Primary productivity and ocean circulation changes on orbital and millennial timescales off Northwest Africa during the last glacial/interglacial cycle: Evidence from benthic foraminiferal assemblages, stable carbon and oxygen isotopes and Mg/Ca paleothermometry
|Other Titles:||Veränderung in der Primär Produktion und Ozeanzirkulation auf orbitalen und tausendjährigen Zeitskalen vor Nordwest Afrika während dem letzten Glazial/Interglazial Zyklus erschlossen aus benthischen Foraminiferen Vergesellschaftungen, stabilen Kohlenstoff und Sauerstoff Isotopen und Mg/Ca Temperaturen||Authors:||Zarrieß, Michelle||Supervisor:||Mackensen, Andreas||1. Expert:||Mackensen, Andreas||2. Expert:||Wefer, Gerold||Abstract:||
This PhD thesis examines climate-induced changes in the atmospheric circulation off and over southern Northwest Africa and its effect on marine primary productivity and sea surface temperature conditions during the Late Pleistocene. For this purpose two sediment cores from the continental slope off Northwest Africa at 12°N (GeoB9526-5 and GeoB9527-5) are investigated for benthic foraminiferal assemblages, stable oxygen and carbon isotopic compositions of benthic and planktic foraminiferal tests, Mg/Ca paleothermometry and sedimentary geochemical parameters. Additionally, Mg/Ca data obtained from sediment core GeoB95208-5 located at 15°N are included. The results of benthic foraminiferal assemblage (GeoB9526-5) and geochemical analyses (GeoB9526-5 and GeoB9527-5) reveal that high-latitude cold events as well as variations in low-latitude summer insolation had an impact on humidity, wind conditions and the location of the tropical rainbelt during the last 31 kyr, which in turn resulted in changes in the intensity and seasonality of primary productivity off southern Northwest Africa. High accumulation rates of benthic foraminifera, carbonate and organic carbon as well as the dominance of infaunal species and high numbers of deep infaunal species indicate high primary productivity and enhanced supply of refractory organic matter from the upper slope and shelf during melt water events (Heinrich stadial 1 and 2). A more southern tropical rainbelt as well as intensified Northeast trade winds are suggested to have provoked almost permanent upwelling. A phytodetritus-related benthic fauna indicates seasonally pulsed input of labile organic matter and low year-round primary productivity during the Last Glacial Maximum. Compared to Heinrich stadials, a more northward expanded rainbelt and lower Northeast trade wind intensity resulted in seasonal and weak upwelling. High productivity with seasonally high input of labile organic matter is supposed for the orbitally forced African Humid Period. An intensified African monsoon and the northernmost summer position of the tropical rainbelt resulted in enhanced river discharge stimulating intense phytoplankton blooms. During the last 4000 years strong carbonate dissolution likely caused by enhanced organic matter flux is associated with increasing aridity and stronger Northeast trade winds inducing intensive, seasonal coastal upwelling. The comparison of the Cibicidoides wuellerstorfi d13C record (GeoB9526-5) with d13C records from the eastern Atlantic between 45°N and 25°S (same water mass) provides evidence for productivity related overprints in the d13C signal off Northwest Africa at 12°N. During times of seasonal deposition of fresh phytodetritus, d13C values at site GeoB9526-5 were significantly lower than at reference sites. Only during Heinrich stadials 1 and 2, when the area off Northwest Africa at 12°N experienced year-round organic matter fluxes, d13C values at site GeoB9526-5 faithfully record deep-water ventilation. The Mg/Ca based sea surface temperature (SST) records from core sites GeoB9526-5 (12°N) and GeoB9508-5 (15°N) exhibit SST anomalies representing the thermal bipolar seesaw pattern in the tropical Northwest Atlantic during glacial periods of reduced Atlantic Meridional Overturning circulation (AMOC) associated with Heinrich stadials H1 to H6. The comparison of two SST records indicate that the SST zero-anomaly line, which separates the cooling in the Northern Hemisphere and warming in the Southern Hemisphere, was not at the same latitudinal position during all Heinrich stadials. The SST proxy data in combination with freshwater-hosing model results suggest that these variations of the tropical seesaw SST pattern were related to a long-term movement of the summer Intertropical Convergence Zone (ITCZ). Orbital forced changes of the meridional temperature gradient as well as the expansion of the Northern Hemisphere glaciation are supposed to drive this long-term movement of the ITCZ, which also affected the rainfall over West Africa.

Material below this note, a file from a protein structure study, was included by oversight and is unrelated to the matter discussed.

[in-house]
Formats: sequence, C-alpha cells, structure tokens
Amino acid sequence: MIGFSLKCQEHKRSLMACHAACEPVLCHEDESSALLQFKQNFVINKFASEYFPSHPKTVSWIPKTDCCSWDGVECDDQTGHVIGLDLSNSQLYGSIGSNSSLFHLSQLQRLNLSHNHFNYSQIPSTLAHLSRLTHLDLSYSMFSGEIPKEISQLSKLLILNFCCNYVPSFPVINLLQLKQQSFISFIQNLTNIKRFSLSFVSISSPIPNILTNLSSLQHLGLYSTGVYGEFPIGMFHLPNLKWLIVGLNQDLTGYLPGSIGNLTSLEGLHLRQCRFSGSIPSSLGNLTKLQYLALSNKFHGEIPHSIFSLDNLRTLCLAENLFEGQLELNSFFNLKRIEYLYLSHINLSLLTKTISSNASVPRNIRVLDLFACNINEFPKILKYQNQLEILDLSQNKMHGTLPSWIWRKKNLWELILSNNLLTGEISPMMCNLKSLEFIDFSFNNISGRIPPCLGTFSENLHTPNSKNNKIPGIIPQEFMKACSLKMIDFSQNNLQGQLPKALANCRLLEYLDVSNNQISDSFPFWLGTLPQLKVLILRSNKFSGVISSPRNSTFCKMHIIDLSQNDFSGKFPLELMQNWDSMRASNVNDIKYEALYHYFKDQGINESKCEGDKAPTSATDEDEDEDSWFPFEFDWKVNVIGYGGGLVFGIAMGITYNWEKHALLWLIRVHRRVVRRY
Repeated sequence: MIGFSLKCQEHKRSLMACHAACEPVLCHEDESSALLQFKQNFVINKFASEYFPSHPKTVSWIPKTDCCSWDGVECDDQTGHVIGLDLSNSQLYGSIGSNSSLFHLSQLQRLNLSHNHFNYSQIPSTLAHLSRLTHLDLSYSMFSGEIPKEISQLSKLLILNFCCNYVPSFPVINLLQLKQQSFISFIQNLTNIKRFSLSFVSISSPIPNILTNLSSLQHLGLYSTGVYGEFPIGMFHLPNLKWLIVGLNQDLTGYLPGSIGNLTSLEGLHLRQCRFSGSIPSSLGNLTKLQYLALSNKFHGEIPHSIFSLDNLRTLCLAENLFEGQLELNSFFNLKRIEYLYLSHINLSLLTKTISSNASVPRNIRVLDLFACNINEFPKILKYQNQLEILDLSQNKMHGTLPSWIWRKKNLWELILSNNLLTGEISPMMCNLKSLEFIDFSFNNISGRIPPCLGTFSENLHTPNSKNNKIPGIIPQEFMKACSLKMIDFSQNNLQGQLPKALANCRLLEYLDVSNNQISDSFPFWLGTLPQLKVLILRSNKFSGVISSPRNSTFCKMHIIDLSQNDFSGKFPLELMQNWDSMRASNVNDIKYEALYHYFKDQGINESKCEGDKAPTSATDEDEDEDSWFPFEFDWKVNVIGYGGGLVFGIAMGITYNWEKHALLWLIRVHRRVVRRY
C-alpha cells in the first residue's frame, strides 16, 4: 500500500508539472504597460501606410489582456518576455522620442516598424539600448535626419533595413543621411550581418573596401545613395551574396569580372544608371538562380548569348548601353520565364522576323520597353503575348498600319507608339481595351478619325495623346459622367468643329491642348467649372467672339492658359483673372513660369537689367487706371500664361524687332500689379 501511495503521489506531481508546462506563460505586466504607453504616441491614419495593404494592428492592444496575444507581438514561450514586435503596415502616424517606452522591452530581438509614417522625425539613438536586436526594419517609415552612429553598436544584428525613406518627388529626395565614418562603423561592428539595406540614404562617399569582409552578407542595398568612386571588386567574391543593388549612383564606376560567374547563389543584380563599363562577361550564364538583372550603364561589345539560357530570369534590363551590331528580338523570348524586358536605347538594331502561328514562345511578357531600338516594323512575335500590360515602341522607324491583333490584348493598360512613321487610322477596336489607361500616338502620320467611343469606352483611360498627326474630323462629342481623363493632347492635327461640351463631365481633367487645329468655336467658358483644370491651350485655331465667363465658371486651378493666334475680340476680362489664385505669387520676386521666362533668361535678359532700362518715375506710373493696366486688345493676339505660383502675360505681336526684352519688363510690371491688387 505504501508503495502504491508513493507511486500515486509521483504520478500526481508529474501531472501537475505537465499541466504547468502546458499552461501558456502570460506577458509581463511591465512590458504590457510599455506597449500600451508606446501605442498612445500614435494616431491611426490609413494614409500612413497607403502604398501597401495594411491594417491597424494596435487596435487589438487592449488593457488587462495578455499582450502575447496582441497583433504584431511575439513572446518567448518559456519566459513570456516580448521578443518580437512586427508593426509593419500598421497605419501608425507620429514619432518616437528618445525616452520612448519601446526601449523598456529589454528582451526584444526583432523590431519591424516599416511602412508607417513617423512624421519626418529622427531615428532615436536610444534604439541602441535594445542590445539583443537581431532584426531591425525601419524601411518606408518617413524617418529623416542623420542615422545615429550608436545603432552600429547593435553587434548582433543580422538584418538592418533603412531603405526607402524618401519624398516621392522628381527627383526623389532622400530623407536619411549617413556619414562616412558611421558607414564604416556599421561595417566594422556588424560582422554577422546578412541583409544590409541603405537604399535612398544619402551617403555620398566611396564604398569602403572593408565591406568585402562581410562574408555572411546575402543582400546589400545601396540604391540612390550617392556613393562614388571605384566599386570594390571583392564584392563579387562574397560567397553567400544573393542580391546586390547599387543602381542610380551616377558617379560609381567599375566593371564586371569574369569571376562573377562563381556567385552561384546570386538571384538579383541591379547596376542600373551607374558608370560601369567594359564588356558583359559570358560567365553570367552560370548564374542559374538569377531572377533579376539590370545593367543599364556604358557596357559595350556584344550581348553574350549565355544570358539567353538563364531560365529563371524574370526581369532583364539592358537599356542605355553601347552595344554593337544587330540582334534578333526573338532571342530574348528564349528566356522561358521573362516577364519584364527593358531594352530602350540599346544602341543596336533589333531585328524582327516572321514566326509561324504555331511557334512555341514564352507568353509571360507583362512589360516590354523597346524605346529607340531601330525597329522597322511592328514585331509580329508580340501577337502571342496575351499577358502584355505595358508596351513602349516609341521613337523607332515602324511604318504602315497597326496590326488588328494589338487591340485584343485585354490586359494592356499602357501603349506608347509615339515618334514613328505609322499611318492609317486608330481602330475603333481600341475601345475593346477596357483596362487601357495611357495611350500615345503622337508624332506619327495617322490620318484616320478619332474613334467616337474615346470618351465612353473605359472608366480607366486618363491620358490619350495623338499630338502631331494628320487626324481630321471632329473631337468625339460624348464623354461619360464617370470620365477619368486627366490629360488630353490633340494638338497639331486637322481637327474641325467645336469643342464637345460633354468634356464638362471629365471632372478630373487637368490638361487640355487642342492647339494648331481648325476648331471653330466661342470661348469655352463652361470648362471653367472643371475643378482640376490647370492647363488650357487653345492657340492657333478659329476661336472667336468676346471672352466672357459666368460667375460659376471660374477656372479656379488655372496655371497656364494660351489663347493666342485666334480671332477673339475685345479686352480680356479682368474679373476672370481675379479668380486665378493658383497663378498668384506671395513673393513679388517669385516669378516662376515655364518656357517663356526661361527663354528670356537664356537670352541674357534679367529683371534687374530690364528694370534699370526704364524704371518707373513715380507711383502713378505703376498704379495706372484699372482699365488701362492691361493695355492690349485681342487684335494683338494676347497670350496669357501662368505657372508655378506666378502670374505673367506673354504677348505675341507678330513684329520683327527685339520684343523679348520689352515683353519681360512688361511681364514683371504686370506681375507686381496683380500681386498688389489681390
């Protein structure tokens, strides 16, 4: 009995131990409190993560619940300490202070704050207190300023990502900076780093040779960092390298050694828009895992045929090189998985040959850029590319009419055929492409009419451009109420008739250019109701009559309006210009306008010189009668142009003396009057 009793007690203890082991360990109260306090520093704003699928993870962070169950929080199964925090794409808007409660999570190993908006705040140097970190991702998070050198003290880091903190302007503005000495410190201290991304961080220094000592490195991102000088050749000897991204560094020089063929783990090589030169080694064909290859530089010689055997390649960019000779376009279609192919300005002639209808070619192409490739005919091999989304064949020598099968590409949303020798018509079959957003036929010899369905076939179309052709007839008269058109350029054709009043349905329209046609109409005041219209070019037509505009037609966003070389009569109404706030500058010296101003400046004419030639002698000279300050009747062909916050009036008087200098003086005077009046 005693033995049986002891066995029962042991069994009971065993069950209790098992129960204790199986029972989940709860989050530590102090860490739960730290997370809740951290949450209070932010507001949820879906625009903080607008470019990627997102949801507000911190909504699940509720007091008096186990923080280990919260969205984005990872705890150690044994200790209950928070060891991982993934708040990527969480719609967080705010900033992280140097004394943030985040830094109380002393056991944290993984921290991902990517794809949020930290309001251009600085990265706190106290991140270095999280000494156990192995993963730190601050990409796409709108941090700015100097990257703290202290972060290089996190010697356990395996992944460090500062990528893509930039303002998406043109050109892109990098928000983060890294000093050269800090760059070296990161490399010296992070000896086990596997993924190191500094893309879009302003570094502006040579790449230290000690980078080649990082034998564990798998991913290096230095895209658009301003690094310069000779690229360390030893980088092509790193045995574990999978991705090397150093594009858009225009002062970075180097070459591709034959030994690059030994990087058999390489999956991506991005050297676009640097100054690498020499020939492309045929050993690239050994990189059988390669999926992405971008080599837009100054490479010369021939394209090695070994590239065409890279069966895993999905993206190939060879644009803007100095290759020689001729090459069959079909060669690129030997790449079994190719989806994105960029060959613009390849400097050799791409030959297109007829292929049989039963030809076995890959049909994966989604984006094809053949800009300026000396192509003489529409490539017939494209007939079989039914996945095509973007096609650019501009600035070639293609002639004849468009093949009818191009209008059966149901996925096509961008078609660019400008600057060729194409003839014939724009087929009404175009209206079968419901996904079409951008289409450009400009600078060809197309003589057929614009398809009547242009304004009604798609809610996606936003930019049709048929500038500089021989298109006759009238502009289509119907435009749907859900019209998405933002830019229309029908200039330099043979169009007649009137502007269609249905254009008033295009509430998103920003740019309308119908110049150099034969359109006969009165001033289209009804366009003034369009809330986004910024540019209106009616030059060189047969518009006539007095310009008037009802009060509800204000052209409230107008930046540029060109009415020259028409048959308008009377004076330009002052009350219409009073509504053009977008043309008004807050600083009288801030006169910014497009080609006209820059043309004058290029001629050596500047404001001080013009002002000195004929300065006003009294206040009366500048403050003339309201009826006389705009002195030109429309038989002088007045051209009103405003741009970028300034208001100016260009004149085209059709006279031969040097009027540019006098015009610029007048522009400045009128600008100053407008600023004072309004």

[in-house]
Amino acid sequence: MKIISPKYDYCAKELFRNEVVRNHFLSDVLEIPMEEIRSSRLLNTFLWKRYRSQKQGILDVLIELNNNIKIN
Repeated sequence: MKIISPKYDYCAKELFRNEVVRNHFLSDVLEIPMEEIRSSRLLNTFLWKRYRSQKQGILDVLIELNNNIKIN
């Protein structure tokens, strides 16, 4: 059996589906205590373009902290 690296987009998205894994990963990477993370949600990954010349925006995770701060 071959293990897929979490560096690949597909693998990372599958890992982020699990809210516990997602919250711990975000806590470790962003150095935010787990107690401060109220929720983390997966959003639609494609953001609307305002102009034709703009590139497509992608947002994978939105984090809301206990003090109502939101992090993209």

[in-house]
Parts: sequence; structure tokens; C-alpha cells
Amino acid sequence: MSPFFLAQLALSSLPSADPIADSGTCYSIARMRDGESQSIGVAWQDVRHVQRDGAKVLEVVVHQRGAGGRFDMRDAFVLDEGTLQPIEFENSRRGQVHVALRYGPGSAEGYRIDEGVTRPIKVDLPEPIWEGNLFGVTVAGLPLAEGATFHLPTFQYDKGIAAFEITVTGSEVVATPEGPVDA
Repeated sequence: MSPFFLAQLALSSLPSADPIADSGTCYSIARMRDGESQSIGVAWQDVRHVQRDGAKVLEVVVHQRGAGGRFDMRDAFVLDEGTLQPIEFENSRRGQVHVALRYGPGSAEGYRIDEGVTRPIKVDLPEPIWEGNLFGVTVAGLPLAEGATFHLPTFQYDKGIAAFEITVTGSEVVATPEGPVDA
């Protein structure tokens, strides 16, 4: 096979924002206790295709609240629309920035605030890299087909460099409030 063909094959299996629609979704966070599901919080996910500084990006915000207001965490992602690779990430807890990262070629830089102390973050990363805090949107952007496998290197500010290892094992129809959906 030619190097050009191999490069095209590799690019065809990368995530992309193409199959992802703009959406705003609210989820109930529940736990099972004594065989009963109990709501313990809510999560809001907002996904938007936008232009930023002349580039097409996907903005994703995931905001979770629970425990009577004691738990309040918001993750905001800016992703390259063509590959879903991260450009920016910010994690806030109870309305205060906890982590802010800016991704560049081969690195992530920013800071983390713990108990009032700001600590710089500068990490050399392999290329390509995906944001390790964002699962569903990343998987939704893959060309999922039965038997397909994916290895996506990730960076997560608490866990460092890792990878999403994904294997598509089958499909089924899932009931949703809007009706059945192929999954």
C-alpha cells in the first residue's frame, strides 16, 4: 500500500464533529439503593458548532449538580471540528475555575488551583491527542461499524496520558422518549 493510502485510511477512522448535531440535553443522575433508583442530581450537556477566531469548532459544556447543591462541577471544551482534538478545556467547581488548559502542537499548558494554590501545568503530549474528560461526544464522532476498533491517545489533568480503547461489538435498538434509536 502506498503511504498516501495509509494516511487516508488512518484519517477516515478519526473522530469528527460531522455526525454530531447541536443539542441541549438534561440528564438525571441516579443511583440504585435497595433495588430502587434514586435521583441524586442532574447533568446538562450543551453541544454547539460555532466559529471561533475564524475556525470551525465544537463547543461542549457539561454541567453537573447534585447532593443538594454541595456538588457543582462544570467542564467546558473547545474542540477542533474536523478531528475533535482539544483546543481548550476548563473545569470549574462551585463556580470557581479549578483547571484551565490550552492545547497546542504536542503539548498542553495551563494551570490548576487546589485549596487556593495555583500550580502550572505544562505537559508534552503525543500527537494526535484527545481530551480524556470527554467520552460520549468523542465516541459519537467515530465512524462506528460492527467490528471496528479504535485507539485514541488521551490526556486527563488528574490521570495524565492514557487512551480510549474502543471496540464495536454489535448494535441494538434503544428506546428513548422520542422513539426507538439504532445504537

|Keywords:||Paleoproductivity, NW Africa, benthic foraminifera, Heinrich stadials, stable isotopes, Mg/Ca paleothermometry, ITCZ||Issue Date:||22-Dec-2010||URN:||urn:nbn:de:gbv:46-00101842-13||Institution:||Universität Bremen||Faculty:||FB5 Geowissenschaften|
|Appears in Collections:||Dissertationen|
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